Lasmiditan: A new treatment for migraine? |
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Lasmiditan: A new treatment for migraine?

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Physicians may soon have the option of a new treatment for migraine. Oral lasmiditan has been approved by the US FDA for the acute (active but short-term) treatment of migraine with or without aura in adults. It is not indicated for preventive treatment of migraine. It will be available in doses of 50 mg, 100 mg and 200 mg.

Lasmiditan is a serotonin agonist, which targets the 5-HT1F receptor. It supposedly exerts its beneficial effect by terminating migraine in the brain stem and preventing processing of the migraine centrally.

The effectiveness of lasmiditan has been demonstrated in two randomized, double-blind, placebo-controlled trials involving more than 3000 adult patients with a history of migraine with and without aura. More patients treated with lasmiditan reported relief from pain as well as associated symptom (nausea, light sensitivity, or sound sensitivity) two hours after treatment compared to those who received placebo. Although patients were allowed to take a rescue medication 2 hours after lasmiditan was given, opioids, barbiturates, triptans, and ergots were not allowed within 24 hours of taking the drug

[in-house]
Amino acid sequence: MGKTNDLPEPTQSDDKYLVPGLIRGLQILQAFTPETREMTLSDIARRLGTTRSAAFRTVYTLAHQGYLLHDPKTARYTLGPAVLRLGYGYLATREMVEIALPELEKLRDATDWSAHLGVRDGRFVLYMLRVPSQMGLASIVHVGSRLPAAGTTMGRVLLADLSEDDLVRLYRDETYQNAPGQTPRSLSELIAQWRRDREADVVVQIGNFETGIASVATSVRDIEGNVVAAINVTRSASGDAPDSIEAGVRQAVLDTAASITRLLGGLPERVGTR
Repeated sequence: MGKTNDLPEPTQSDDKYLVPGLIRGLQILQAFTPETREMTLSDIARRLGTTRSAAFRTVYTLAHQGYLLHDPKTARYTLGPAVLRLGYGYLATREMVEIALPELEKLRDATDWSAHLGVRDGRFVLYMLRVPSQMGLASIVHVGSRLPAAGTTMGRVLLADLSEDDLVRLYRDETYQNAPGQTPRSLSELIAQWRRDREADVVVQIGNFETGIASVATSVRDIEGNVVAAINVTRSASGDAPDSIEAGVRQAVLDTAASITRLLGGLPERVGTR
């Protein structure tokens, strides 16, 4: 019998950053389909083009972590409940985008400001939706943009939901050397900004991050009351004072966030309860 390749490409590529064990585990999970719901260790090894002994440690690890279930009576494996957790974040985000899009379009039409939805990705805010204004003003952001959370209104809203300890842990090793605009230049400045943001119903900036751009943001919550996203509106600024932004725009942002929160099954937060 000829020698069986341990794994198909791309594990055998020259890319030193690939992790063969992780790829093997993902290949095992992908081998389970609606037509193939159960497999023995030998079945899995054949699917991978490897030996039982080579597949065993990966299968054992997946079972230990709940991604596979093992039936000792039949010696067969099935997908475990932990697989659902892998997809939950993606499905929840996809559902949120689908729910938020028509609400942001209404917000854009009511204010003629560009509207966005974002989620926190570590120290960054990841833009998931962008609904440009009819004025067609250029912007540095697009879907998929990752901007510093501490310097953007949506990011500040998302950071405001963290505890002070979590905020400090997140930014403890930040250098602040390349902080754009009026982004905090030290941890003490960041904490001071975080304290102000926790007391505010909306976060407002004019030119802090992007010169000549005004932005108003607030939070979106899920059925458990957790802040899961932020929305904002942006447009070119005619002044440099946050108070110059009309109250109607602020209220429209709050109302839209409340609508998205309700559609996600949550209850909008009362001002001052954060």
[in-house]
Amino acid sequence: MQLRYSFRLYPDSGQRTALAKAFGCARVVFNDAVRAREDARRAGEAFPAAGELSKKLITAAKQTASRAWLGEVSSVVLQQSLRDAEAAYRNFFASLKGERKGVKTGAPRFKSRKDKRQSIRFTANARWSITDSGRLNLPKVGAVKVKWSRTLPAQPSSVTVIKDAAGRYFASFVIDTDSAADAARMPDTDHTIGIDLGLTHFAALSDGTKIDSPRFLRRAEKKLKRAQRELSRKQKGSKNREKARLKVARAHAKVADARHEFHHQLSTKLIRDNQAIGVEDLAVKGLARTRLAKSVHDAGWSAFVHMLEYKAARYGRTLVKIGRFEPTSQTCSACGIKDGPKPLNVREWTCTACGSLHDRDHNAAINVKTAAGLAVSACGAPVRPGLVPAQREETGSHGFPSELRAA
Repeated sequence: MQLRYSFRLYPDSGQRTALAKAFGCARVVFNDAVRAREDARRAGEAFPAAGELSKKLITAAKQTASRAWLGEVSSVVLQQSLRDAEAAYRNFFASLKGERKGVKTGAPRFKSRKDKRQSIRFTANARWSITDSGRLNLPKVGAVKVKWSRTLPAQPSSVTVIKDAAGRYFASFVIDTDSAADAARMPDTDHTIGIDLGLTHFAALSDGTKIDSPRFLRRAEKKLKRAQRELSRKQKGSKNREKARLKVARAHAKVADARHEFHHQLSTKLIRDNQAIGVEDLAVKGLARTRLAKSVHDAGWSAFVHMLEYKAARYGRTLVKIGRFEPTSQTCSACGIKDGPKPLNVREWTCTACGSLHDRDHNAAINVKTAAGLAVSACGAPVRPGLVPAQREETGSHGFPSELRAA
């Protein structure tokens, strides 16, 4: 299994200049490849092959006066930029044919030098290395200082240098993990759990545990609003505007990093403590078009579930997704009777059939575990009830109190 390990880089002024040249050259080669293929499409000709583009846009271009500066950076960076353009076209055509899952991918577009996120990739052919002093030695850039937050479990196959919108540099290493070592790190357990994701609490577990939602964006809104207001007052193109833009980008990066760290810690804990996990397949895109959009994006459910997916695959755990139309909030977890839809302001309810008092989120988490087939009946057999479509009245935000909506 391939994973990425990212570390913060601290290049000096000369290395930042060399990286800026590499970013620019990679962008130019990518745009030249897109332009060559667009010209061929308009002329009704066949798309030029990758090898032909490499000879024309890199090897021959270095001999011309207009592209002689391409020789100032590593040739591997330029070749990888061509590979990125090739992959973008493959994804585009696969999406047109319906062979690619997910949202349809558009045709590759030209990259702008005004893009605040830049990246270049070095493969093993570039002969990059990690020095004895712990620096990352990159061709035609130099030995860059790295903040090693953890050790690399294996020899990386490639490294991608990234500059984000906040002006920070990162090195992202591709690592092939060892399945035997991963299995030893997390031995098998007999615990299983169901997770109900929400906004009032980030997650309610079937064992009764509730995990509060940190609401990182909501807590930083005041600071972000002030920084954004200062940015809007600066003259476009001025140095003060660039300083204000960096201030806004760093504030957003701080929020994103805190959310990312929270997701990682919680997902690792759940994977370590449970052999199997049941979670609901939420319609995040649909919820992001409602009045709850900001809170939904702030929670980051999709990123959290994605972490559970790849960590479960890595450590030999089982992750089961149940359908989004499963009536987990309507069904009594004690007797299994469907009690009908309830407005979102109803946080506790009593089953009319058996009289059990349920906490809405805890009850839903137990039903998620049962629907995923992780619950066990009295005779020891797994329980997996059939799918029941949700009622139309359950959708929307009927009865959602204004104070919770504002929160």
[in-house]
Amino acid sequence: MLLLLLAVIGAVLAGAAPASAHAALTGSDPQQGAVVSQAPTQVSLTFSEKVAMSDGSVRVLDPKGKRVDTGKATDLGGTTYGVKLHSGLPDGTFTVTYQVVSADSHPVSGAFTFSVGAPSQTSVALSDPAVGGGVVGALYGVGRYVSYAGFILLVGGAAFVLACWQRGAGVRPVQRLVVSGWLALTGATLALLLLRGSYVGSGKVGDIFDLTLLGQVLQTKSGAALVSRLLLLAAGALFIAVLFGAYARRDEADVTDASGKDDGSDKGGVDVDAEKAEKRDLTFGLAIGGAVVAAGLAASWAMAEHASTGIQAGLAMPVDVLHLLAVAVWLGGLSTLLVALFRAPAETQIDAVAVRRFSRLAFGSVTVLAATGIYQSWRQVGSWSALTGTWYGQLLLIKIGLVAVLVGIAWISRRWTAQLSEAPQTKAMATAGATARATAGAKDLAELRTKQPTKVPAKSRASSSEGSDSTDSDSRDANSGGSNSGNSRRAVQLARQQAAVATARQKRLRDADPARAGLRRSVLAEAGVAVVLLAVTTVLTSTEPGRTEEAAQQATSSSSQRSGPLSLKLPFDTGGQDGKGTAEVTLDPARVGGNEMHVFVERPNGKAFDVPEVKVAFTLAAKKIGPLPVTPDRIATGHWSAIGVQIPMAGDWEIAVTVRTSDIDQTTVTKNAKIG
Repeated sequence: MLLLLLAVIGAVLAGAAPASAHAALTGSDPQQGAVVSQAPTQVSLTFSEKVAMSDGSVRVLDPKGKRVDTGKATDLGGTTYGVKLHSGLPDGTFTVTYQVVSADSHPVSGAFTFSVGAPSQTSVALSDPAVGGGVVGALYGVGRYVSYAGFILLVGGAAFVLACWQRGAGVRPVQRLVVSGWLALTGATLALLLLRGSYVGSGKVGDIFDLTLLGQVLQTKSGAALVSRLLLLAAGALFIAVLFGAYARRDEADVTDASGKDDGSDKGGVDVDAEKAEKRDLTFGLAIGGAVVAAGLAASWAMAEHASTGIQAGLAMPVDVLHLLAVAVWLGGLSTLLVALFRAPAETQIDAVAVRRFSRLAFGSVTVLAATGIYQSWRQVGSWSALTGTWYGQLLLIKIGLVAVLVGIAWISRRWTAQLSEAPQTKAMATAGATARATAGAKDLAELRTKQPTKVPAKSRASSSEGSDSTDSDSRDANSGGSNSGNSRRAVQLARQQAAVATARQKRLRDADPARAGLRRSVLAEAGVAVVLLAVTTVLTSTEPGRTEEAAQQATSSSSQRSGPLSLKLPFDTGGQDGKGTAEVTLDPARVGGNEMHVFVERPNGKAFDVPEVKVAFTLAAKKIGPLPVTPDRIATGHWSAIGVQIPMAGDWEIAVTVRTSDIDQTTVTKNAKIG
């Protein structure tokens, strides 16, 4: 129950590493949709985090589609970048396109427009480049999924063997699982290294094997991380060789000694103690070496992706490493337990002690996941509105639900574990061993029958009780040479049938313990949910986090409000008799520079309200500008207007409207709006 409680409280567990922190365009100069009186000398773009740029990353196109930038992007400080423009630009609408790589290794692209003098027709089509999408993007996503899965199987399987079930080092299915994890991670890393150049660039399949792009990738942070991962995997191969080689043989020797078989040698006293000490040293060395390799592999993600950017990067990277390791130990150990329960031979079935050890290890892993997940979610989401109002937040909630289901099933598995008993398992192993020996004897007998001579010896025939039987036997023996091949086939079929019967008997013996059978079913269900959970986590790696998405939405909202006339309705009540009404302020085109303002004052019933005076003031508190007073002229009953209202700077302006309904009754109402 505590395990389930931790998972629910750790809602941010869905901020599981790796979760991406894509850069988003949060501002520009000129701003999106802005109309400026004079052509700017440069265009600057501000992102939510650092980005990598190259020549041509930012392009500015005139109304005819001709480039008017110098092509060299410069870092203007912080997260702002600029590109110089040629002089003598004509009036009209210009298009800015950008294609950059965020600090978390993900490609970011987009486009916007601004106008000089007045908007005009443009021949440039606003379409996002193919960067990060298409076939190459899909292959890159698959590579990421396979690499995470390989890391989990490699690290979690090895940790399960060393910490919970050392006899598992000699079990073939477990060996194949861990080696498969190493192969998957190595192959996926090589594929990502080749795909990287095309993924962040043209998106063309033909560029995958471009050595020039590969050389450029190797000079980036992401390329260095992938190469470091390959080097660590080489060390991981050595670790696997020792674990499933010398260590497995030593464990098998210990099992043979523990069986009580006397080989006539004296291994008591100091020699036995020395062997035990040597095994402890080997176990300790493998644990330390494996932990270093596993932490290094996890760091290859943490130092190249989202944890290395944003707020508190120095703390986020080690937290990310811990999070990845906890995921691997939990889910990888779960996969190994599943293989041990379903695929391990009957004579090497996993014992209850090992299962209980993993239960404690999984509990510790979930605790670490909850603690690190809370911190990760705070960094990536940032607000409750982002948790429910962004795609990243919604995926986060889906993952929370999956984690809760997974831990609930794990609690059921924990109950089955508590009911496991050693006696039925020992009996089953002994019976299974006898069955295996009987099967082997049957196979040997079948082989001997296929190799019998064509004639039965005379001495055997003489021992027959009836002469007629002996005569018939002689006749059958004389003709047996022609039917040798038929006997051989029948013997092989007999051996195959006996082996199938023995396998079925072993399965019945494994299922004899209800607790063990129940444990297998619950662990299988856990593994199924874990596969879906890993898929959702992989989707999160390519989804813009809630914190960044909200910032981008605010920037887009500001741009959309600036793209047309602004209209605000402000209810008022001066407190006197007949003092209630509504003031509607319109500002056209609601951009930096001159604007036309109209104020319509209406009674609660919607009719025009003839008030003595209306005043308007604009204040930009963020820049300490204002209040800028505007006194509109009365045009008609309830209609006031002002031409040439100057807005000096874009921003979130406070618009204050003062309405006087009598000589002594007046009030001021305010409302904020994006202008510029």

Side effects: Dizziness, fatigue, paresthesia, sedation


  • Patients should be advised not to drive or operate machinery for at least eight hours after taking. Patients who cannot follow this advice should be advised not to take lasmiditan.
  • Use with caution if taken along with alcohol or other CNS depressant drugs.


Dr KK Aggarwal

Padma Shri Awardee

President Confederation of Medical Associations in Asia and Oceania (CMAAO)

Group Editor-in-Chief IJCP Publications

President Heart Care Foundation of India

Past National President IMA

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